It was not until 2015 that a botanist was able to identify the presumptive cause of Mr. Perepilichny’s death: His stomach held traces of gelsemium, a rare, poisonous plant grown in the Himalayas and known to have been used in Chinese assassinations. A coroner’s inquest is scheduled for September.
“All of this sounds like paranoid conspiracy theories,” Mr. Browder said in a telephone interview. “But there are too many of these happening to important people. Captains of industry and lawyers are not dying left, right and center like this in the West.”
Poison has been a favorite tool of Russian intelligence for more than a century. A biochemist, Grigory Mairanovski, labored in secret from 1928 on the task of developing tasteless, colorless and odorless poisons. In 1954, a K.G.B. defector described a secret lab near the agency’s Lubyanka headquarters and “experiments on living people.”
The agencies developed an arsenal of lethal, hard-to-trace poisons that, analysts of Russian security affairs say, is still in use. The Arab-born terrorist known as Khattab died in 2002 in his mountain hide-out in Chechnya after opening a letter laced with a form of sarin, a nerve agent.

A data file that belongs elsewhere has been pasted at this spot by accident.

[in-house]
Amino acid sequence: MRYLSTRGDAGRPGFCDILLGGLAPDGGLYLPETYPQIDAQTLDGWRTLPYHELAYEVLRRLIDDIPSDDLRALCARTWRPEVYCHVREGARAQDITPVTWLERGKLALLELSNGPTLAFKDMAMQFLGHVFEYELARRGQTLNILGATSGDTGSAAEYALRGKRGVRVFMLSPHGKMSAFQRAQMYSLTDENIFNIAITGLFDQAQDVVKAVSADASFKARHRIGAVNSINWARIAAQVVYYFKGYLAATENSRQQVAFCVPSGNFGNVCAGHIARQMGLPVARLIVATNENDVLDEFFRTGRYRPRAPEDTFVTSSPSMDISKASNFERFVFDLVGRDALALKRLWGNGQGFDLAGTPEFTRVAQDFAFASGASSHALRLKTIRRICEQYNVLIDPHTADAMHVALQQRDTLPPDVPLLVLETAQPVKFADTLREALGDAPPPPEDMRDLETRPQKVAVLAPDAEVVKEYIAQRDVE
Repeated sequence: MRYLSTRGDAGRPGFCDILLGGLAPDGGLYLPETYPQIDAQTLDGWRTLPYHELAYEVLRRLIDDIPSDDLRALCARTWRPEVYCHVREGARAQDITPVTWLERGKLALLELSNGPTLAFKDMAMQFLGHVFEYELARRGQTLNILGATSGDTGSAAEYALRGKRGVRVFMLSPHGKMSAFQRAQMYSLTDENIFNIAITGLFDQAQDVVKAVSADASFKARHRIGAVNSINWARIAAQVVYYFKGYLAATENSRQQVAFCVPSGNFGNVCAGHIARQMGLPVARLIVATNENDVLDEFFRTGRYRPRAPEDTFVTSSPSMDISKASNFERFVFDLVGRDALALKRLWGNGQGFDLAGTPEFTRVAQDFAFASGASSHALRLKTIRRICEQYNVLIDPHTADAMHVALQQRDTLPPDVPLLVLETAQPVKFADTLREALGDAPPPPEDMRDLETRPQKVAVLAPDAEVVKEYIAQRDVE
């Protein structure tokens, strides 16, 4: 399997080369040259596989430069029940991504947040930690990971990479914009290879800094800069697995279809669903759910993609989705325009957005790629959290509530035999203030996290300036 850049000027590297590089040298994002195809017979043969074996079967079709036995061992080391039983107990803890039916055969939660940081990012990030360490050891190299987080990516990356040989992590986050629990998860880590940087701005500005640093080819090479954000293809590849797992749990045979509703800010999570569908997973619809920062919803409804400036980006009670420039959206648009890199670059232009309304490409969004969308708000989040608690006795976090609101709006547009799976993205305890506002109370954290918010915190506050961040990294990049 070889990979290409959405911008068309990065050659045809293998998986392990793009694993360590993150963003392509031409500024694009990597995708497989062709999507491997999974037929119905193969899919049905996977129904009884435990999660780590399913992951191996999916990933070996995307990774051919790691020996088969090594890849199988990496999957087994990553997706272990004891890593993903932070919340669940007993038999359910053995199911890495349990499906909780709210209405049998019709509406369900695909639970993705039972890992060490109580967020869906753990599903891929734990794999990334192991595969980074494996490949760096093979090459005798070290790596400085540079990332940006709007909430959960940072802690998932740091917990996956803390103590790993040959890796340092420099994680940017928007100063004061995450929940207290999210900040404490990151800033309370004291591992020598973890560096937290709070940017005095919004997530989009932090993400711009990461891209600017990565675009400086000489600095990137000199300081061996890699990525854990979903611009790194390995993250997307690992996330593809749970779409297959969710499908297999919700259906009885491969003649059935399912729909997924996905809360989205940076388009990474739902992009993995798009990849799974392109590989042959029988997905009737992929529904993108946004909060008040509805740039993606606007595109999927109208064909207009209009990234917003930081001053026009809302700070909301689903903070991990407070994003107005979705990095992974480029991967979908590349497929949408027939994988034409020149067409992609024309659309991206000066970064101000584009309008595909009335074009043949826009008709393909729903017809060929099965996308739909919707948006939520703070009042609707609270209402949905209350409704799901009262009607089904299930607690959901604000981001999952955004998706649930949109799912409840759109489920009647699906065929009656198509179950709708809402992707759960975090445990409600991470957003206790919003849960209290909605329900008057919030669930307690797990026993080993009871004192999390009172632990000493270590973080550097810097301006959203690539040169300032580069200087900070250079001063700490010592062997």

In 1995, a Russian banker, Ivan K. Kivelidi, died after coming in contact with cadmium, which is deadly to the touch. His secretary died of the same symptoms, apparently because the poison had been spread on an office telephone handset. In 2008, Karinna Moskalenko, a Russian lawyer specializing in taking cases to the European Court of Human Rights, fell ill in Strasbourg, France, from mercury found in her car.
And in one case, a Bulgarian dissident, Georgi Markov, was killed on Waterloo Bridge in London in 1978 with an umbrella tipped with a pellet of ricin.
Mistakes abound. In 1971, a year after he won the Nobel Prizefor literature, Aleksandr Solzhenitsyn survived a poisoning attempt. Ricin, made from castor beans, was probably involved, according to news media accounts and a biography of the dissident writer. Ukraine’s former pro-Western president, Viktor A. Yushchenko, was left with his face disfigured after a dioxin poisoning — most likely concealed in a meal of boiled crayfish — that Mr. Yushchenko attributed to Russian assassins.